By Tess Cimino and Abigail Carlson
Want to incorporate more sustainable fashion practices in your life but don’t know where to start? You may already know that fast fashion prioritizes cost minimization, often at the detriment of product quality, safe working conditions for workers, or environmental preservation. Fashion is one of the largest polluting industries in the world, with volumes of clothes ending up in landfills, the byproduct of our ever changing modern trends. But our purchasing habits don’t have to hurt the environment.
In the end everything comes down to the standard of reduce, reuse and recycle… even for fashion! So, here are 4 ways you can incorporate sustainable fashion practices in your life.
Buy Vintage and Secondhand
Vintage and thrift stores are the best way to find unique pieces that don’t harm the planet. By wearing others’ donated clothes, you’ll keep some of your cash in your pocket keep clothes from ending up in the ocean or a landfill. On top of that, this is easier than ever now with online options like ThreadUp and TheRealReal making thrifting possible wherever you live.
Know Your Fabrics
Read your labels. Synthetic fabrics, such as polyester, are made with oil and chemicals and can take hundreds of years to break down. Although natural fibers break down, producing traditional cotton requires copious amounts of water and pesticides, meaning that it is still not the most sustainable option. Read the labels to find out what your clothes are made out of and stay away from fabrics that cause harm to the earth. Opt instead for sustainable solutions, including natural fibers such as hemp, silk, linen, and deadstock/reclaimed fabrics, which are created using leftover fabrics from manufacturers.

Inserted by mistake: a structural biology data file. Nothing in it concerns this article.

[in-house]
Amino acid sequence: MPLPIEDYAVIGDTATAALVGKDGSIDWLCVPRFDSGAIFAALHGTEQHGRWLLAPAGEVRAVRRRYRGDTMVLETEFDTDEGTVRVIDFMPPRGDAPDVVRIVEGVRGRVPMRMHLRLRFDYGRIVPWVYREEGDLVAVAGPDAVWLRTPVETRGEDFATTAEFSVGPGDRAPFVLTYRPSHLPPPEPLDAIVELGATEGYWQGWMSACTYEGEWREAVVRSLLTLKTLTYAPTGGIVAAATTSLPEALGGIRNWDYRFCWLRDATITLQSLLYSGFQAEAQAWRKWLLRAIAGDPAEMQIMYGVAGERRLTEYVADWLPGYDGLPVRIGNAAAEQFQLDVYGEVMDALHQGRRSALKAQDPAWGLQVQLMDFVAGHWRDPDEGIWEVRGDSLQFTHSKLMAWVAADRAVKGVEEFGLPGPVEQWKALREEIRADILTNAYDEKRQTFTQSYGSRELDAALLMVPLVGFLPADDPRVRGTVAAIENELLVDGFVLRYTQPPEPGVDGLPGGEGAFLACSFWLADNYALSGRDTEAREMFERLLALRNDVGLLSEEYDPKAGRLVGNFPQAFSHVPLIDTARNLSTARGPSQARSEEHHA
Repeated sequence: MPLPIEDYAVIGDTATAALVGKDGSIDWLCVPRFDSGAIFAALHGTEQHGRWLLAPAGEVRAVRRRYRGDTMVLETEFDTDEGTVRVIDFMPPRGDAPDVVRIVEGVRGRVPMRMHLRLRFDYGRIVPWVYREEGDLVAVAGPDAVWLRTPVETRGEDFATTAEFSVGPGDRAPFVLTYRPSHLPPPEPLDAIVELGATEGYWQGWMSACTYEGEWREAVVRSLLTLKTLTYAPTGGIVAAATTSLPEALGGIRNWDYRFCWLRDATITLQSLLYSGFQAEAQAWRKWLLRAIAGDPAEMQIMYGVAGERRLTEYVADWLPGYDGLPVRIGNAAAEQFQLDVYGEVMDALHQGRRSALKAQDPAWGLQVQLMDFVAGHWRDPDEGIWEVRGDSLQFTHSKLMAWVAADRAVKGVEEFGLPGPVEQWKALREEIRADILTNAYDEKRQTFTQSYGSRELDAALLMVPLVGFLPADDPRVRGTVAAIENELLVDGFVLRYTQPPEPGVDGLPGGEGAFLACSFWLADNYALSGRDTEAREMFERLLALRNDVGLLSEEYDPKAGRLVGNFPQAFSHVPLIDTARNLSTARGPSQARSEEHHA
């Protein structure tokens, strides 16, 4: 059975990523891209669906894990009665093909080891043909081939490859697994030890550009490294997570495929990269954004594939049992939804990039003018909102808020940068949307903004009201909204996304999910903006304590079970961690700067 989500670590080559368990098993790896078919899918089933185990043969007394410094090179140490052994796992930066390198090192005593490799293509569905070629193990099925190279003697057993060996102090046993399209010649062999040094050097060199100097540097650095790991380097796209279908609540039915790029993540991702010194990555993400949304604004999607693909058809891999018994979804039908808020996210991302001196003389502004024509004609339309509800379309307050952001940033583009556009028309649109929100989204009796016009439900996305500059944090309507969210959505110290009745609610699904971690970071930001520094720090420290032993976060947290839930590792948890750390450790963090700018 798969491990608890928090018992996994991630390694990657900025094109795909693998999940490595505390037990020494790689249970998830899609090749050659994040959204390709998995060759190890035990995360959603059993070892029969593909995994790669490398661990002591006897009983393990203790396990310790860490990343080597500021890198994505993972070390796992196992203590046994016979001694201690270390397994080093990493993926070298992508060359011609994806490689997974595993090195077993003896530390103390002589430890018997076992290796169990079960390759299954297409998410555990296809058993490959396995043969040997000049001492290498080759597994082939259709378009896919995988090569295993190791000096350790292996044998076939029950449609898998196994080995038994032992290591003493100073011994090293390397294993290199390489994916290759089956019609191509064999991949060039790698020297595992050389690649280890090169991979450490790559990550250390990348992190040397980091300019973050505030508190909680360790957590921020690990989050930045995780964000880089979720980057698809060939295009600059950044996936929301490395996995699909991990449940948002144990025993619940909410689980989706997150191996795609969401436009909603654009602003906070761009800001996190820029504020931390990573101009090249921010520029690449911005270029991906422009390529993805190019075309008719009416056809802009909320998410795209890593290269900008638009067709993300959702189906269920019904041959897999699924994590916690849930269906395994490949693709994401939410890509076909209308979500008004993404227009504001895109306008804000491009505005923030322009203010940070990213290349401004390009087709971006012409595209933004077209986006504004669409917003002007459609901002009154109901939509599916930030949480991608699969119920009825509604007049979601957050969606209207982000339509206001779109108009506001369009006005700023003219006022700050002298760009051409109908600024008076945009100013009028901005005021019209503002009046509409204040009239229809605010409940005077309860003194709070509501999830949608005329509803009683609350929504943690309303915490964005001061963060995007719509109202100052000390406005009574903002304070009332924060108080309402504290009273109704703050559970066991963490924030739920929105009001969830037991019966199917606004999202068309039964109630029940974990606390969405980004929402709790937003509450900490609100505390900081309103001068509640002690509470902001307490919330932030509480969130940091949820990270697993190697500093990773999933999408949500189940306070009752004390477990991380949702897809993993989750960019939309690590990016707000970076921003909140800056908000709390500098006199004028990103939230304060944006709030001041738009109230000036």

If you are buying something, always ask yourself, “Will I wear this thirty times?” If the answer is yes, then go for it! Livia Firth, founder of Eco-Age came up with this idea to really challenge us to get full use out of the clothes we wear and not be afraid to be an outfit repeater. According to WRAP, extending the life of clothes by just nine extra months of active use would reduce carbon, waste, and water footprints by around 20-30% each.
Get Creative and Upcycle Old Clothes
If you don’t like an old pair of jeans, cut them into shorts, add some holes or maybe even dye them a new color. Lengthen a dress that is too short by sewing in some lace at the bottom, cut up old t-shirts and make a quilt, add a patch to a T-shirt with holes, or turn a dress into a new blouse. The possibilities are endless if you look around and get creative!